what it’s like forging a music career when you’re bipolar

New Zealand’s Matthew Young is the latest in a increasing number of musicians opening up about mental health.

by Georgie Wright
11 June 2018, 3:16pm

The art for Matthew Young’s EP Fruit shows cerulean eyes framed by bleach-blonde hair tucked into a cap. His face is frozen in a quasi-pensive state as if he’s about to say something really important, or sneeze. It’s basically a visual iteration of his music: equal parts nostalgia and modern. Love songs salted with references to Expedia and Trump. Funk-inflected basslines, driving beats, guitar, synths. Sometimes everything stops and you're suspended in a thrilling split second of silence. It’s a hint of Prince, a cover of Kate Bush, all churned through a R&B machine. Essentially, it’s great.

But it wasn’t easy. In 2015, Matthew Young had just released his debut EP DIVE , to numerous reviews littered with aggrandising prefixes like “exciting” and “promising”. But instead of flitting around interviews and hacking Internet algorithms to keep the hype rolling, he spent most of his time binging on either booze in bars or The Simpsons in his room. He got through 11 whole seasons. Turns out he had bipolar disorder. “When I got diagnosed, I realised I knew almost nothing on the subject of bipolar disorder or mental illness in general,” he explains. “I found the diagnosis kinda relieving because I fit into a category -- one that a lot of other people are in.”

“It’s been a long process, learning to read the signs and prepare for changes in my mood as best I can, and find the right treatment to help limit the extremes of bipolar.”

But relief isn’t a cure. And soon 2016 crept in with Trump, Brexit, and a harsh reminder of our immortality through the sweeping loss of musical deities who just weren’t meant to die -- including one of Matthew’s main idols and influences, Prince. It was a pretty abysmal year of “life-altering shit.” But slowly, surely, he picked himself up by recording demos; planting seeds of songs to return to when he would finally make it back to the studio. “It’s been a long process, learning to read the signs and prepare for changes in my mood as best I can”, he explains, “and find the right treatment to help limit the extremes of bipolar.” Out of the rubble burst Fruit, “because this is the fruit of the most fruitless season of my life.”

'Pearing' (sorry) the EP tracks up with their fruity counterparts, he likens the first, Fix Me Up, to an apple. “That’s the medicine of the fruit world, right?” It’s about being hooked on a feeling, trading diazepam for love, and when he slides into falsetto on the word ‘low’, it’s a high. Last year’s single Hey is a vodka watermelon, “so you can get through festival security with booze.” The intro sees a lazy guitar slammed with a topline hook that’ll latch onto your brain for hours, before you’re even 10 seconds into the song. Play it at your next sun-drunk barbecue. A yearning cover of Running Up That Hill “can be whatever flavour of Fruitopia is Kate Bush’s favourite.” For You -- Low Life is a passion-orange popsicle, a two-in-one deal, an aching groove tracing a disintegrating love. Over This is repetitive, both sonically and thematically -- wilfully banging your head against a brick wall because it feels good. It’s also sour grapes “cause the expression kinda fits?” Problem -- a melancholic lament fed through autotune -- is fruitless. Finally there’s Collect, a throbbing bop, an EP highlight, and a banana: “cause those payphone handsets remind me of bananas, plus they’re sometimes yellow.”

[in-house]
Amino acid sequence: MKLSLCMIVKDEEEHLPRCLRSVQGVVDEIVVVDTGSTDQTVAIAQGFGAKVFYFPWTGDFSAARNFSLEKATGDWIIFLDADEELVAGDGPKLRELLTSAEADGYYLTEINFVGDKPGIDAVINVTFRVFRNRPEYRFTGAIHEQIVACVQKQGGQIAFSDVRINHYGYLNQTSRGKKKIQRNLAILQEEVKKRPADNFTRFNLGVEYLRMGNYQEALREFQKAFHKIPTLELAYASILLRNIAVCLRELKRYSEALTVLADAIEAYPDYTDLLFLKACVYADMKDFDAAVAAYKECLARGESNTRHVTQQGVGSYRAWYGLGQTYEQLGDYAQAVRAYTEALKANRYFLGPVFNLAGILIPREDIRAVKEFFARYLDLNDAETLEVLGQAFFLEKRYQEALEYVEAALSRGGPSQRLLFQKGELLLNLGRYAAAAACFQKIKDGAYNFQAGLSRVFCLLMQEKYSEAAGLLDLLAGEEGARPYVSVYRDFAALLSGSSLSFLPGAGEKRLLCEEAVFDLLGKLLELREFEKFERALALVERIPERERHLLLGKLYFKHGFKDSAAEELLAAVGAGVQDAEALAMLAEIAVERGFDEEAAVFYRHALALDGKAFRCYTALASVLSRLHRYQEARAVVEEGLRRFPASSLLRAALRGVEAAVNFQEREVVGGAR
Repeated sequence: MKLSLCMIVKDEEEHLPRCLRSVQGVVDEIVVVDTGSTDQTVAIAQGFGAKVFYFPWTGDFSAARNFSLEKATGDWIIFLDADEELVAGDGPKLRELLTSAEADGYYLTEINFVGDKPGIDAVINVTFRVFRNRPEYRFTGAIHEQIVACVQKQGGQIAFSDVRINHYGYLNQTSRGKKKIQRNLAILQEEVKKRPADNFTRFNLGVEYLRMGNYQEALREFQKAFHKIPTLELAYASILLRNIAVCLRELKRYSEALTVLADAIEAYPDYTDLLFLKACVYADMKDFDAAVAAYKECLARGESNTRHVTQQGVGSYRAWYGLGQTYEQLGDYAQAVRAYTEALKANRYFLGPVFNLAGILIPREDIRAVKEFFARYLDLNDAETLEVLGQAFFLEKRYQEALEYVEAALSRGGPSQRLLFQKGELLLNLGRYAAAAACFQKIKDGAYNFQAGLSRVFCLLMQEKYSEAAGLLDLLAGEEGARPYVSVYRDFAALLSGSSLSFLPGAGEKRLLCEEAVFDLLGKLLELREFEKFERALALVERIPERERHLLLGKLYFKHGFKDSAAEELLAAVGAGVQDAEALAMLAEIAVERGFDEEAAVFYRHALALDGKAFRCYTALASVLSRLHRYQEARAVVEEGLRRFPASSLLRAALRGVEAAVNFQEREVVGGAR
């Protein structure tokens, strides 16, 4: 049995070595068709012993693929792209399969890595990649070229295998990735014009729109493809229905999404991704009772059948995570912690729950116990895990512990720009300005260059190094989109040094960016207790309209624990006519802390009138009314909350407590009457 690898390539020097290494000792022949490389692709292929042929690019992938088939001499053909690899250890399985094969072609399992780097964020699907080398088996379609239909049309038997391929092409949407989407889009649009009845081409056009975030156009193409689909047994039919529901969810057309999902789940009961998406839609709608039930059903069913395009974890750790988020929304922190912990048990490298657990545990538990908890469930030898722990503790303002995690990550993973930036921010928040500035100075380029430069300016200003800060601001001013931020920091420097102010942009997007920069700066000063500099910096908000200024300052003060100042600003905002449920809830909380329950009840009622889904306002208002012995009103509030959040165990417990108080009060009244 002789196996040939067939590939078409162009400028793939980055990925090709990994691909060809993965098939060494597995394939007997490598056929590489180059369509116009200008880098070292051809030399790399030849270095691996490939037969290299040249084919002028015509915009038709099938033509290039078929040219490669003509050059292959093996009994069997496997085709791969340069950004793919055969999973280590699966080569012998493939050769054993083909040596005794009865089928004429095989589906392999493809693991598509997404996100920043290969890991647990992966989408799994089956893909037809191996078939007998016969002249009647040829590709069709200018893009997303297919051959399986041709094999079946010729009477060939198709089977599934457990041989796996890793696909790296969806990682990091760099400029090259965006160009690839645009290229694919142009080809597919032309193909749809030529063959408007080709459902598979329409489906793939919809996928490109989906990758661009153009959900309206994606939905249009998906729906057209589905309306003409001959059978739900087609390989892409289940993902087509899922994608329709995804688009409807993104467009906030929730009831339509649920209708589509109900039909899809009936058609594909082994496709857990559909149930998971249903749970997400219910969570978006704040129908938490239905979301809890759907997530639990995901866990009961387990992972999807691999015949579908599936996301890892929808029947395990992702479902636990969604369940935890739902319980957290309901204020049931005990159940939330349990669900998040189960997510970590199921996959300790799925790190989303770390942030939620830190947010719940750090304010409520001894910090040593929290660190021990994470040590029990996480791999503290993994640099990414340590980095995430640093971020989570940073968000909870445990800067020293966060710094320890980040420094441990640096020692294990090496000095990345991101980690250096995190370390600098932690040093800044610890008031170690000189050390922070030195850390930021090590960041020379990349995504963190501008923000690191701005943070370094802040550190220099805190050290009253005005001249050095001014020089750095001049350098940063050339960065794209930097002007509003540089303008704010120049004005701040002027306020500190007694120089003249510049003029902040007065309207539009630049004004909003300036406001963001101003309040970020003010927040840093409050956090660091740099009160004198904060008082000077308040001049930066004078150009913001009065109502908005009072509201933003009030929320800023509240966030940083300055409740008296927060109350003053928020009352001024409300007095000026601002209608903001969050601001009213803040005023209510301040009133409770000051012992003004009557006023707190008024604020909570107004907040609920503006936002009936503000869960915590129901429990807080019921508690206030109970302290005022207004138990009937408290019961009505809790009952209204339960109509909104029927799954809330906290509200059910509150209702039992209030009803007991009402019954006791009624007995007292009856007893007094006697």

Yellow is, of course, not the colour of phones or their boxes at all. Not here in the UK at least. But Matthew’s from New Zealand: the land of postcard panoramas, prime minister Jacinda Ardern and apparently, yellow phone boxes. But while very pretty, and a rare jewel in a fairly bleak international political landscape, it’s still a tiny island at the bottom of the world that most people forget about. Seriously -- there is a whole Reddit thread dedicated to all the maps that have just left New Zealand off. One of the country’s last tourism campaigns is hung on this very phenomenon, starring Jacinda herself and the hashtag #getnzonthemap